Yeah, it just gives you an extra dimension of learning, you know, if you haven’t got the time to sit down and read a book, …, I can just…on the iPod …just go out and I can listen to it, you know, if I’m walking to somewhere, I can listen to on the way. Many students mentioned that podcasts enabled them to revisit key concepts and topics that they had studied. Some of them pointed out the benefit of being able to stop and re-play the podcast in case they missed some part of the speech or if they wanted to listen to it again.
And the main difference in fact is you can stop the podcasts and go back to it if you want to listen to it again. With the lectures, it’s not so easy. Students pointed out how learning from podcasts shifted control over the pacing of learning activities from the teacher into their own hands. Note-taking in a lecture was given as an example:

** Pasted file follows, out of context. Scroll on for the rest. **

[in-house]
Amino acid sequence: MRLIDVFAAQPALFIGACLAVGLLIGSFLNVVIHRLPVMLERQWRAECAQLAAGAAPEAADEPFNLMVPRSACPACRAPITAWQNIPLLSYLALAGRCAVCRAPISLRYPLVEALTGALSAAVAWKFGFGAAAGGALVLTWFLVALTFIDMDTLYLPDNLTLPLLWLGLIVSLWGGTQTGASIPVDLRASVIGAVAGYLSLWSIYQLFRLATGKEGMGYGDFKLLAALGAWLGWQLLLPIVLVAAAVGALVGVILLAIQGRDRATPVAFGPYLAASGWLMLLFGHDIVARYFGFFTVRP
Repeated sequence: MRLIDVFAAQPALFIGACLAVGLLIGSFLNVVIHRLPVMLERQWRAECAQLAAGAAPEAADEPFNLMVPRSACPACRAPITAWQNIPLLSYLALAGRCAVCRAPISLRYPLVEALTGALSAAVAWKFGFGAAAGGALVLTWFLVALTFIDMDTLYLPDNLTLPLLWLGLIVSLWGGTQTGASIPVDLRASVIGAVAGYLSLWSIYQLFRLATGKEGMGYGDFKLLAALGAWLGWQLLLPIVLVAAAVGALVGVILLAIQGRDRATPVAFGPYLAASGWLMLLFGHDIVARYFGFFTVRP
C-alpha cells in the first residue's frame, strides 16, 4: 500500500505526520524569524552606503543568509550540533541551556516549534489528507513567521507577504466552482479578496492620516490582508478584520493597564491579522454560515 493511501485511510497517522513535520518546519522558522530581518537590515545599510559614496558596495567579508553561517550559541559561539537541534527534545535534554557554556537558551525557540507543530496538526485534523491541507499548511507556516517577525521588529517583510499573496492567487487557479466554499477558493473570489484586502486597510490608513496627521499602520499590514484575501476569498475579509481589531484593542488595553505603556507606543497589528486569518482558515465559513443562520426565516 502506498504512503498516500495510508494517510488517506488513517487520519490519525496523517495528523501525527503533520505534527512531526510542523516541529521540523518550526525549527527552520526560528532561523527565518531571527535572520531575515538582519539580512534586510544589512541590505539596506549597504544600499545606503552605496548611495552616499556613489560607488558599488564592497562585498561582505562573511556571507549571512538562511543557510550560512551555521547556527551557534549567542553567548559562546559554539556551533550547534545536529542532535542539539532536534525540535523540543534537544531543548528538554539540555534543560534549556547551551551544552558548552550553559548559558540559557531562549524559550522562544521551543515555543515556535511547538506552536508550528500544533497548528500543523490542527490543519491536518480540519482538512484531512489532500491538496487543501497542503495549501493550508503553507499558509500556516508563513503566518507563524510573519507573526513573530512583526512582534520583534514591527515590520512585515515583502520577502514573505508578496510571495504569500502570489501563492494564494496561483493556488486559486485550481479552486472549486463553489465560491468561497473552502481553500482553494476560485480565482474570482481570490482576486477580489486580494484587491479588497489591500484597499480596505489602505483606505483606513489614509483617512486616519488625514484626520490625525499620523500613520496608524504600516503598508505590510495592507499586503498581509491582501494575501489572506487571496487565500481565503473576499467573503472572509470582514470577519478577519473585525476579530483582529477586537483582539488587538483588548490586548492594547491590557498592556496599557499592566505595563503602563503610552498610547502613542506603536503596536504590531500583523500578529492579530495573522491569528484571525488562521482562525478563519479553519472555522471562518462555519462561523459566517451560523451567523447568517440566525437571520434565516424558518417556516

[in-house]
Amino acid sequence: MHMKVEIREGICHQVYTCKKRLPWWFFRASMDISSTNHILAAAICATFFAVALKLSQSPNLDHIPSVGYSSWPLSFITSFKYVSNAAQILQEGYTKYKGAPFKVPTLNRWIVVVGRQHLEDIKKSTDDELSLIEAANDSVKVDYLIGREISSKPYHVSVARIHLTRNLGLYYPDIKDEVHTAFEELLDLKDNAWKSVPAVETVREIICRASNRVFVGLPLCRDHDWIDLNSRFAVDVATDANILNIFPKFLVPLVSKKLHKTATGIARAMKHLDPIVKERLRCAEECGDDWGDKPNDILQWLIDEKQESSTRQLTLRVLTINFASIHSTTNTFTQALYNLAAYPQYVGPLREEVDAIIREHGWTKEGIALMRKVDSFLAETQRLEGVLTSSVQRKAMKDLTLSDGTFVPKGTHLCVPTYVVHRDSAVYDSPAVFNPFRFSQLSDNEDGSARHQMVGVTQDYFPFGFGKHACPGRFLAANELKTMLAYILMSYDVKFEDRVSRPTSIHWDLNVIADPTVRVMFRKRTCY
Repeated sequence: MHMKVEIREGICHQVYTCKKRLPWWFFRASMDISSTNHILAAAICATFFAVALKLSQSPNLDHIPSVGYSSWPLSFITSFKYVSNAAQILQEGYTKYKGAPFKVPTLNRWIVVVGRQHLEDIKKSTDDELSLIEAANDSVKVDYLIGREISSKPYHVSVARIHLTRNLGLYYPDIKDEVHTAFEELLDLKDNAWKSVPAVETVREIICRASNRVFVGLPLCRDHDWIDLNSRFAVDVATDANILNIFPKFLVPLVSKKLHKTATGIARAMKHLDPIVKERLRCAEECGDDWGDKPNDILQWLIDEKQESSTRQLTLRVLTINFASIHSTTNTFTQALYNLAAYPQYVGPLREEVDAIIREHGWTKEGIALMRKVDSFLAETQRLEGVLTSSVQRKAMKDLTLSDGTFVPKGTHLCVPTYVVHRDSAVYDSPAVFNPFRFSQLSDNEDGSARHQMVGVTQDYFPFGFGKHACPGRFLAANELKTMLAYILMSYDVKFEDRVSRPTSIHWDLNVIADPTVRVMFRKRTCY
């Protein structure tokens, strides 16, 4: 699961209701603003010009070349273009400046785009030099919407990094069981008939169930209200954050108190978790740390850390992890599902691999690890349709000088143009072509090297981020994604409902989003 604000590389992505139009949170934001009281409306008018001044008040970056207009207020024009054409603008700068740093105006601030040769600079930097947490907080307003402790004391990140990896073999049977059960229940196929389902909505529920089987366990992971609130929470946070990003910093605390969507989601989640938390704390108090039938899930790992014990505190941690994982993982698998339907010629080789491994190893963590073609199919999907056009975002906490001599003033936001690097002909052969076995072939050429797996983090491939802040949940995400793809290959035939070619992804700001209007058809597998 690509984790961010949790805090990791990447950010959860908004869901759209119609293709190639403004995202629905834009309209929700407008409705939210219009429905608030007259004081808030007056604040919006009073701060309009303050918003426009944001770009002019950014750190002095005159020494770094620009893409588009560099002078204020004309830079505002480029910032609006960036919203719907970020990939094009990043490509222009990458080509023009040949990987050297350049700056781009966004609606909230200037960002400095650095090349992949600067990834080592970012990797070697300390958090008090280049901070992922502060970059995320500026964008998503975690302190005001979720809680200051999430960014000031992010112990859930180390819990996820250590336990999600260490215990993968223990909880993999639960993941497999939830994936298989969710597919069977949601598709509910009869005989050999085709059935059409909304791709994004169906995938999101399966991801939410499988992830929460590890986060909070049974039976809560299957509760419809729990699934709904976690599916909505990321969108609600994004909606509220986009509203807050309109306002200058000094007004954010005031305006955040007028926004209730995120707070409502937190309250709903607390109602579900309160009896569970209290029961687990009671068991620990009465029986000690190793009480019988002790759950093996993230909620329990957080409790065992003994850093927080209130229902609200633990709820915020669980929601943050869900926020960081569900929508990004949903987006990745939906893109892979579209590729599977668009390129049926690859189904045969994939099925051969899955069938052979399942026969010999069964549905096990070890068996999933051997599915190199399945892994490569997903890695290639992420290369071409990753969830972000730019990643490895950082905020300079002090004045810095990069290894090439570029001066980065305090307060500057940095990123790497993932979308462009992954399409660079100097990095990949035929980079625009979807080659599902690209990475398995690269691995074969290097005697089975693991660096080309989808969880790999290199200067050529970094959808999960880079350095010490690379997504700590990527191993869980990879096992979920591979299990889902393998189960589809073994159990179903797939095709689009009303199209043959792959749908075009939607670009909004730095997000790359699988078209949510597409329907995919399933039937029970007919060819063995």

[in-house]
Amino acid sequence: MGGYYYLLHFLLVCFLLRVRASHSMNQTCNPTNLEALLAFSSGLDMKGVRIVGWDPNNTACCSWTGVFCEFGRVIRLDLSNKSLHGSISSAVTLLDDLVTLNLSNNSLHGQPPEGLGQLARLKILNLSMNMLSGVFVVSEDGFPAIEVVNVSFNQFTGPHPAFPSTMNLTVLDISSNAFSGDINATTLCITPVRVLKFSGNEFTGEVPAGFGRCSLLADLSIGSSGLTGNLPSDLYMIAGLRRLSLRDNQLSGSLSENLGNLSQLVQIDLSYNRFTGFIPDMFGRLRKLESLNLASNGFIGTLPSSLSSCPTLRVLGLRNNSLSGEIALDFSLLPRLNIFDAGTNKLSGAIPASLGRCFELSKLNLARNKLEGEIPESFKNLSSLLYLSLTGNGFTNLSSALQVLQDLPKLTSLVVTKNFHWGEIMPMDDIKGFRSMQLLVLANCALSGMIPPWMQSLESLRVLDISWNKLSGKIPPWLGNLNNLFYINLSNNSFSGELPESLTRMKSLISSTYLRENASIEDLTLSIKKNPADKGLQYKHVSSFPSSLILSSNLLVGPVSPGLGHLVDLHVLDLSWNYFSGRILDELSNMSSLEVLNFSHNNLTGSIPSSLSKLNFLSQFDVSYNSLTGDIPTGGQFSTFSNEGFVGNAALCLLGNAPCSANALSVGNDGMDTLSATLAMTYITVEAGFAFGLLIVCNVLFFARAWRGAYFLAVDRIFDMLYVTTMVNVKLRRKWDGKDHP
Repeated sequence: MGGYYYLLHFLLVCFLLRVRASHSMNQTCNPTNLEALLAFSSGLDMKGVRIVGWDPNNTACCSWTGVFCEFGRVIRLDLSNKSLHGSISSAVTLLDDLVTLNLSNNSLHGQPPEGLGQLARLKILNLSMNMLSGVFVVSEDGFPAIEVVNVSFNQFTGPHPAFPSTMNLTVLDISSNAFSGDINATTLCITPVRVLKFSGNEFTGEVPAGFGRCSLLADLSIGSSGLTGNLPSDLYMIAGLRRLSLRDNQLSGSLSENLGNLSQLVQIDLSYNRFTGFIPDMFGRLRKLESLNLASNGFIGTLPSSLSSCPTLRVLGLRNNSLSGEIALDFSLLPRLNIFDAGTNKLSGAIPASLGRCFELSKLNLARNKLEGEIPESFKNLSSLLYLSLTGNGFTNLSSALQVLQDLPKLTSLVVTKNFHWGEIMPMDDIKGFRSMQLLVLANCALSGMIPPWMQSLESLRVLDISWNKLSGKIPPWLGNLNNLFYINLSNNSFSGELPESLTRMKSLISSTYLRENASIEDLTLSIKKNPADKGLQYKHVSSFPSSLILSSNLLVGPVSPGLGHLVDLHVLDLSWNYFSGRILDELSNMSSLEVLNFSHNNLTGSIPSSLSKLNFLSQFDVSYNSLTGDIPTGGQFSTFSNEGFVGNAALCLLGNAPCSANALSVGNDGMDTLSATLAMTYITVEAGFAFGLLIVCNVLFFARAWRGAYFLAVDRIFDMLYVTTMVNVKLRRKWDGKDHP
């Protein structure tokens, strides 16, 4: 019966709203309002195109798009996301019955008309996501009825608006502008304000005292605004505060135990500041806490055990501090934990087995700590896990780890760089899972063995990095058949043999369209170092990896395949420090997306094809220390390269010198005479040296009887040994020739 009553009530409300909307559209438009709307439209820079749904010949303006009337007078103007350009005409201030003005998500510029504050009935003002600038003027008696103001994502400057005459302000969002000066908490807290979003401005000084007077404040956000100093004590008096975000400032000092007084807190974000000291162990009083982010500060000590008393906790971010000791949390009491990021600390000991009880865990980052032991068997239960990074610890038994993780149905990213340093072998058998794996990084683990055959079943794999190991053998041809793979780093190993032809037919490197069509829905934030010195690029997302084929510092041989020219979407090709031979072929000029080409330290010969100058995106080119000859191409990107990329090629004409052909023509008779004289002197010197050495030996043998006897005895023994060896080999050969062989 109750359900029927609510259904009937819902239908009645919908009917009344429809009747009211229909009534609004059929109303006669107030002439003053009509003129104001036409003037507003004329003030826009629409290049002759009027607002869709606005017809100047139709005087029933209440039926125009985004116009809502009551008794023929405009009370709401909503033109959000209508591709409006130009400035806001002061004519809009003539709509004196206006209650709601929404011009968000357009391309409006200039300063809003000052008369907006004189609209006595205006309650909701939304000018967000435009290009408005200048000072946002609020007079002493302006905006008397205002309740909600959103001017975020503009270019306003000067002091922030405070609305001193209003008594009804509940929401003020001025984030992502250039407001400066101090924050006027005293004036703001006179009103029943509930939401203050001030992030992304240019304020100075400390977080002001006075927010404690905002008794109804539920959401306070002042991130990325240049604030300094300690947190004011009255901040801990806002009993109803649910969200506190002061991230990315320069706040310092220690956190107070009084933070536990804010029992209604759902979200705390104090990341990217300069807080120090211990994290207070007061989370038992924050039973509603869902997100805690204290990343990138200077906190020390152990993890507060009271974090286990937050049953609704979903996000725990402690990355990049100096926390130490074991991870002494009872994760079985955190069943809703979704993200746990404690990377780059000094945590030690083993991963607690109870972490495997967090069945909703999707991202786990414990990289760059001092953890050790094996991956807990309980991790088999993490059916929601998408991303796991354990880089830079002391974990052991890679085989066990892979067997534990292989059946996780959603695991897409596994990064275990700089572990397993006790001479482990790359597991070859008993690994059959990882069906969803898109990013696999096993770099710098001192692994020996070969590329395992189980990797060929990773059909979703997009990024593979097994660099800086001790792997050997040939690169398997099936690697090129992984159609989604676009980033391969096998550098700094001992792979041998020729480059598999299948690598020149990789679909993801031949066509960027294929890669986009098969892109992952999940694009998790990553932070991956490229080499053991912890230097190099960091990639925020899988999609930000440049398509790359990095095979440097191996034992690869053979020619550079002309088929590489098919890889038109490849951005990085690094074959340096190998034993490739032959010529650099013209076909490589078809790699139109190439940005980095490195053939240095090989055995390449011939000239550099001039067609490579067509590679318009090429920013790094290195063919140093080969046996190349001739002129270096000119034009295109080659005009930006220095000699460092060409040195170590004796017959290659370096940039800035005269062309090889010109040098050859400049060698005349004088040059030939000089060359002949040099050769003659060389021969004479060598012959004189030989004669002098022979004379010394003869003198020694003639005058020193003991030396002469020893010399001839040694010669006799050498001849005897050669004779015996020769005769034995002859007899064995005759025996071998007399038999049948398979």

In lectures you have to take notes down pretty quickly because they move to the next points in the time…and [in] podcasts, you can stop, take notes down, continue whatever you like … and I think that allows the person who’s listening to learn at their own pace instead of being set by the lecturer. Students further pointed out the advantages of being able to listen to podcast content a number of times: to catch up on points missed in a lecture, to understand concepts further, to clarify and to confirm understanding and to test their knowledge:
If I download a review of the lesson, the last lecture, I can listen to that before the next one, just to give me a refresher of what I’ve done previously, so I got a refreshed in my mind when I’m going in, what kind of things we’ve been looking at, you know.
Some students appreciated the fact that podcasts provided them with another chance to access subject matter that they had missed when they were not able to attend lectures. An example came from a student who enrolled in the module a few weeks later than the starting date and, therefore, missed a few lectures. Podcasts were helpful for her to catch up; they provided an additional resource that she was able to combine with lecture notes: